Album Review: “Hang” by Foxygen

"Hang," Foxygen's first album in over two years, was released on Jan. 20, 2017.
“Hang,” Foxygen’s first album in over two years, was released on Jan. 20, 2017.


After much internal drama and a presumed farewell tour in May 2015, Foxygen hid from the spotlight for quite a while. The tour followed the band’s 2014 release “…And Star Power,” an album which not only turned over a new leaf for the band, but also turned the heads of many fans and critics. Foxygen was extremely unhinged on this project, taking a bit of an anything goes approach. The chaotic 24-track, 80-minute epic featured extremely muddy, distorted production, with tape buzz and ambient noise blaring throughout the whole record. It seemed quite rushed, as if they had just thrown together a random assortment of songs without the intention of producing a cohesive album. The antics of “…And Star Power” came as a huge surprise, considering how strong their previous two releases had been.

Years later, the duo is now back and better than ever. In an interview from December 2016, core members Jonathan Rado and Sam France revealed that everything they have released through “Hang” has been planned since before their commercial debut, “Take the Kids Off Broadway,” over four years ago. Rado also mentioned that he had written the piano parts for the majority of “Hang” in one night back in 2012, envisioned in a grandiose, orchestral arrangement. Sure enough, when these tracks – along with the rest of the album – resurfaced at the beginning of the month, the duo was accompanied by a full 40-piece orchestra.

Right off the bat, “Hang” is upbeat and thrilling. The album’s opener, “Follow the Leader,” is carried by playful piano and a groovy bass line during the verses, before it pours into a beautiful chorus backed by a pairing of strings and horns. Sam France delivers the message to be yourself as he sings, “follow the leader, and the leader is you,” over an infectious vocal melody. There’s no better way to describe this song besides the fact that it is extremely fun and well-written. As cheesy as it sounds, I can’t listen to this song without having the urge to get up and dance.

Next on the track list is “Avalon,” which sounds as if it had been stripped directly from the soundtrack of a Broadway musical. The beginning portion features a whimsical piano lead, with brief harp fills, spurts of horns, and crashes of auxiliary percussion. These minor background theatrics matched with high-pitched female backing vocals give it an extra lighthearted, even comical feel, solidifying it as a true show-tune style track.

The greatest highlight of the record comes in at the fourth spot on the track list. “America” is the most well written, complex, and musically impressive cut from Foxygen’s new record. The 40-piece orchestra is fully utilized in this song, giving each instrument section a very strong presence. The verse features a somber string progression and slowly builds before it erupts into a full-fledged rock opera with blaring horns and explosive timpani strikes. The track then takes a full 180 during a section of call and response from the pianos and keyboards to the rest of the band, incorporating elements of jazz and baroque pop. The song then transitions back to its previously pompous form, where France delivers his politically charged, satirical lyrics: “Our heroes aren’t brave, they just got nothing to lose, cause they’re all livin’ in America.” The track then closes out by making a surprising yet familiar jump into another jazz interlude. A series of quick rhythmic changes and stylistic blends featured on “America” make it the group’s most extravagant, skillful track to date.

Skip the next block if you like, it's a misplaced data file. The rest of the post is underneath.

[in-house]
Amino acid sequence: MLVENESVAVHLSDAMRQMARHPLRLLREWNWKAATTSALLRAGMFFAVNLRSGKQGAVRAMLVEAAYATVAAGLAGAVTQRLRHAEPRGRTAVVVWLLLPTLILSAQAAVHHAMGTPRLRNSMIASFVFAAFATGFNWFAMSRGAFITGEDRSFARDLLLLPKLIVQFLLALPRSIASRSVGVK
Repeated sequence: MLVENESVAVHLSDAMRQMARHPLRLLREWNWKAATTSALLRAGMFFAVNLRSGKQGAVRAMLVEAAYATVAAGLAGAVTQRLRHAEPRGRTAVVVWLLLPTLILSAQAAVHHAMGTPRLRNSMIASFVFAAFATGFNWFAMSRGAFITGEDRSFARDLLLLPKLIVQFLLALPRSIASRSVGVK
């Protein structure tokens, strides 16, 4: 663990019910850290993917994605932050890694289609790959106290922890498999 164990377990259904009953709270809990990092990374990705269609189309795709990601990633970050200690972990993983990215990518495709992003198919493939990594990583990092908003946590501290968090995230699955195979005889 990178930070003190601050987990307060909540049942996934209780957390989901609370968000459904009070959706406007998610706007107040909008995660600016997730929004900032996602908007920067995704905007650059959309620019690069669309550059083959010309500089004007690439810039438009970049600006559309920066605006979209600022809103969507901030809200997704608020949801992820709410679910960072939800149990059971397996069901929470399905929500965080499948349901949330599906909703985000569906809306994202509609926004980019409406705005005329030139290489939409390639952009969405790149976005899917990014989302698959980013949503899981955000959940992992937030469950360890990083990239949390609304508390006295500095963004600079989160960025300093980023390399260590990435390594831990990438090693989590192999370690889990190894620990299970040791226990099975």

The album of course finishes in grand fashion, featuring more dense instrumentation and yet another set of inspiring lyrics from Sam France. He sings, “It’s time to wake up early, start taking care of your health, and start doing all the hard things, and believe in yourself,” on the appropriately named closer, “Rise Up.”

All of Foxygen’s past influences from the ‘60s & ‘70s, such as The Beatles, The Beach Boys, David Bowie, Velvet Underground, and most of all, The Rolling Stones, are still clearly present throughout the entirety of “Hang.” Along with the addition of some heavy inspiration from the show tune style, a few new influences appear on this record, including a bit of Motown on “Follow the Leader,” and a country-pop, Fleetwood Mac vibe on “On Lankershim.”

Overall, the duo came through with an excellent return to the indie rock scene, and produced an incredibly bold, energetic record, proving that they are willing to take risks while also displaying their true musical ability.

Foxygen returns to Philadelphia on Sunday, March 26th, at Union Transfer. Listen to “Hang,” along with the group’s full discography, on Apple Music, Spotify, Bandcamp, and various other streaming platforms.


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